Our next destination was the pools in Bonanza, we knew from recent reports that there still water in them, so after stopping for lunch supplies in Sanlucar de Barrameda we arrived around 12 noon at the first of three pools. This pool had very little water but a lot of birds, we saw Green and Common Sandpipers, Sanderling, Little and Common Ringed Plovers, Moorhen, Eurasian Coot, Glossy Ibis, Greylag Geese, Little Egret, Yellow Wagtails, Kingfisher and to our great delight we found two Temminck’s Stints and a mystery bird which confused us for quite a while and probably was an aberrant Dunlin.

Pool No. 1 at Bonanaza

Temminck's Stint

We ate our lunch as another group of birders arrived, they found a Purple Swamphen which we were grateful for and we showed them the Temminck’s in reply! The second pool had more water and more birds. We added Tufted Duck, White-headed Duck, Common Pochard and saw many more Little Ringed Plovers.

Tufted Duck and White-headed Duck at pool No. 2

The third pool gave us plenty to talk about and provided our best sightings, it was much bigger and ad a lot of birds on it. We quickly found the Red-knobbed Coot that we had been looking for, it was distant but it was there! We saw some Night Herons in the scrub and a Squacco Heron in the reeds. Lots of White-Headed Ducks, Glossy Ibis, Little & Cattle Egrets and Grey erons were present as well as a multitude of Little Grebes. Sifting through the Grebes produced a Black-necked Grebe and we saw a couple of Kingfishers.

Pool No. 3

one of the few Night Herons at Pool 3


a record shot of the distant Red-knobbed Coot

Our main destination was the Bonanza Salt Pans, I always enjoy my visit to this wonderful birdy place. We spent two hour there and listed lots of species and ad an unexpected long walk when we found a locked gate on the track to the pumping station!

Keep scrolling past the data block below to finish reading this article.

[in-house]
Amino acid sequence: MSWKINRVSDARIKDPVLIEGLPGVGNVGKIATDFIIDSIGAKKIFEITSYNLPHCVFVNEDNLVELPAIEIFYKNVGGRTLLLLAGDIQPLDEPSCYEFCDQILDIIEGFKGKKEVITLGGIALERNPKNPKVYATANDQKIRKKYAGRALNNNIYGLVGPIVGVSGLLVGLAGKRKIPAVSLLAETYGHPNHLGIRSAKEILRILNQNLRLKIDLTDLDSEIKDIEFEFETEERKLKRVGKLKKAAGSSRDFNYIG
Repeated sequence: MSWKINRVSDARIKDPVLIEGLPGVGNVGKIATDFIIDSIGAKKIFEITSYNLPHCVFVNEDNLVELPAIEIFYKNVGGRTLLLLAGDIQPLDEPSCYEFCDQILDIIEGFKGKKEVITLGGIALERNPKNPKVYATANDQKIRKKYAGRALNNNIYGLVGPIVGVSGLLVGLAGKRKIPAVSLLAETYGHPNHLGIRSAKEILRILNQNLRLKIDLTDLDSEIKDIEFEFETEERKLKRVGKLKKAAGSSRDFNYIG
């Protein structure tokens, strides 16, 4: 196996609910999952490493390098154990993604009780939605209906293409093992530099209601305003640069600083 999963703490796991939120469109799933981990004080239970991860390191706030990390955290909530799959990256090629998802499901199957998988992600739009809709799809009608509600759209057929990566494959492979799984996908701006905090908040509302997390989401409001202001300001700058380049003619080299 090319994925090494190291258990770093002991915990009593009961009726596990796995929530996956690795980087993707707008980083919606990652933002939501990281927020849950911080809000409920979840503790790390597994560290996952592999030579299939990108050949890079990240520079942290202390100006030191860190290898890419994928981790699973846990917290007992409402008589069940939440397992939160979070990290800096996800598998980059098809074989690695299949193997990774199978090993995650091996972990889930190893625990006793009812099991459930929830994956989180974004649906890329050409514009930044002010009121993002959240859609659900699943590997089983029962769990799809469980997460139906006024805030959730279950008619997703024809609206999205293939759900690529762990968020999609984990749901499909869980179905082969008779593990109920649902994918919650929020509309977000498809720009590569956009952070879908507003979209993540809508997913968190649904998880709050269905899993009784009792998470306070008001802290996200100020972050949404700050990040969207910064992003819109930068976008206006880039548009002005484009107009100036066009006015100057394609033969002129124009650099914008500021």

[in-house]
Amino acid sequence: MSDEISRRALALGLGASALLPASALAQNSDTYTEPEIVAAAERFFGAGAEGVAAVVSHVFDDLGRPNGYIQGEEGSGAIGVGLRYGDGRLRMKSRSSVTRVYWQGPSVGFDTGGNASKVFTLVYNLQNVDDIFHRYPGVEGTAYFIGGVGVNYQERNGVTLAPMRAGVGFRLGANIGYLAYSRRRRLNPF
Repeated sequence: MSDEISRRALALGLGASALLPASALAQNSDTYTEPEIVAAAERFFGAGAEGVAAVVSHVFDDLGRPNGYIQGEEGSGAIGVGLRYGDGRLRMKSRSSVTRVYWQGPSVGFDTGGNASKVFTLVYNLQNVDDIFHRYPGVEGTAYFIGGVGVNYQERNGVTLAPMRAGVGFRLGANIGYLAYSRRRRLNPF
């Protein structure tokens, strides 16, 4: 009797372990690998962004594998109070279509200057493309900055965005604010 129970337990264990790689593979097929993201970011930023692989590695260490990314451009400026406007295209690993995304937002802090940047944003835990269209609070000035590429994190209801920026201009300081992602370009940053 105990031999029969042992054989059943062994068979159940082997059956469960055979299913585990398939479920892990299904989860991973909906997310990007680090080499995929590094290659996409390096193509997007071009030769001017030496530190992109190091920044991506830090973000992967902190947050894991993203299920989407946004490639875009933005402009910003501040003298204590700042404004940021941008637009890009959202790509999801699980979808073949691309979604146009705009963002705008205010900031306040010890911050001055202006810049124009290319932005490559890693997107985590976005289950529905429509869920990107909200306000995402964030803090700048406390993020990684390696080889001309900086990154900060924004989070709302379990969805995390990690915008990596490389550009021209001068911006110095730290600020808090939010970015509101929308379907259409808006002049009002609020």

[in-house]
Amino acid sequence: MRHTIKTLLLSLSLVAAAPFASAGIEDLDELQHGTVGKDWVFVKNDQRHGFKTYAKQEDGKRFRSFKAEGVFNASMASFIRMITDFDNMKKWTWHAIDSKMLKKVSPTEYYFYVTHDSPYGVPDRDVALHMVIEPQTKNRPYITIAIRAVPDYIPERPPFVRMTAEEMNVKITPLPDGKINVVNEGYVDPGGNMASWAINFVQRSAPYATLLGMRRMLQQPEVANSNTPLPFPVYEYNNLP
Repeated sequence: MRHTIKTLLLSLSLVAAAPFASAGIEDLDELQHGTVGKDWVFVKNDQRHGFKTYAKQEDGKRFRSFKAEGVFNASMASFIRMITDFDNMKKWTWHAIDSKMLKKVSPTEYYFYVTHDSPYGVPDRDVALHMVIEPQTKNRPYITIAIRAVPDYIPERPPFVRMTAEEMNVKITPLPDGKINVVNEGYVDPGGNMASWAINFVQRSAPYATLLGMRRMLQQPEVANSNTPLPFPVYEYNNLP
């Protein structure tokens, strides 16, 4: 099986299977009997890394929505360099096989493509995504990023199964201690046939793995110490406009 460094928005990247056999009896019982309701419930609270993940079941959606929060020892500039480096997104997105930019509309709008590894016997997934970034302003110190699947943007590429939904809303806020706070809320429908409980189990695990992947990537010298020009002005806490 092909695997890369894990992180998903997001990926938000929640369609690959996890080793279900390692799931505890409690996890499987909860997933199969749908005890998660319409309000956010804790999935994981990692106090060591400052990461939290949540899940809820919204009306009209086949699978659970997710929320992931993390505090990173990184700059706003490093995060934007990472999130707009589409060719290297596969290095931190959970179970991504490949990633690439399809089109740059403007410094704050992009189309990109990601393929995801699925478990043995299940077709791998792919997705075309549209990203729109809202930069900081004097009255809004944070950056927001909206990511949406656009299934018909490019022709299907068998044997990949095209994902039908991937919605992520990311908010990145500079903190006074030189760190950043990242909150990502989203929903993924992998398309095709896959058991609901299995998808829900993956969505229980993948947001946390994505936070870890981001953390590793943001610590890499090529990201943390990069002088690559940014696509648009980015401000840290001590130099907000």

Dunlin, Sanderling, Curlew Sandpipers, Little Stints, Black-winged Stilts, Redshank, Greenshank and a Spotted Redshank was a nice surprise. The Slender-billed Gull was our most wanted species and they were in abundance. Along the track we noted a Red Kite drifting over and at the pumping station, after a long walk, we added Black and Bar-tailed Godwits, Avocet, Ruff, a Common Tern and another great species was found, Lesser Short-toed Lark, we saw four or five of them near the pumping station. The number of Greater Flamingos was staggering and as we walked to the pumping station we saw a juvenile Montagu’s Harrier fly over us.

Bonanza Salt Pans with a mass of Greater Flamingos in the distance

Our last port of call in the Bonanza area was the large Laguna Tarelo, there we hoped to see Marbled Duck but apart from a couple of hundred Shoveler and dozens of Little Grebes we saw little else. A few White-headed Ducks, a single Common Pochard, lots of Mallards and a single Eurasian Teal.

Our first Lesser Emperor of the trip

Time was running out it was now 5pm and we had one more stop to make which was a 30 minute drive away at Chipiona. We arrived after just 20 minutes (the wonders of SAT NAV) and parked near the marina, our target bird was the Little Swift, a colony of these African birds has been established for many years at this place.

We quickly found a single bird as it flew down to its nest, then four or five other birds flew around and gave excellent views, what a great show and what a great bird to finish our big day. We saw 87 species, which was so bad afterall.

A Little Swift taken by Paul Barry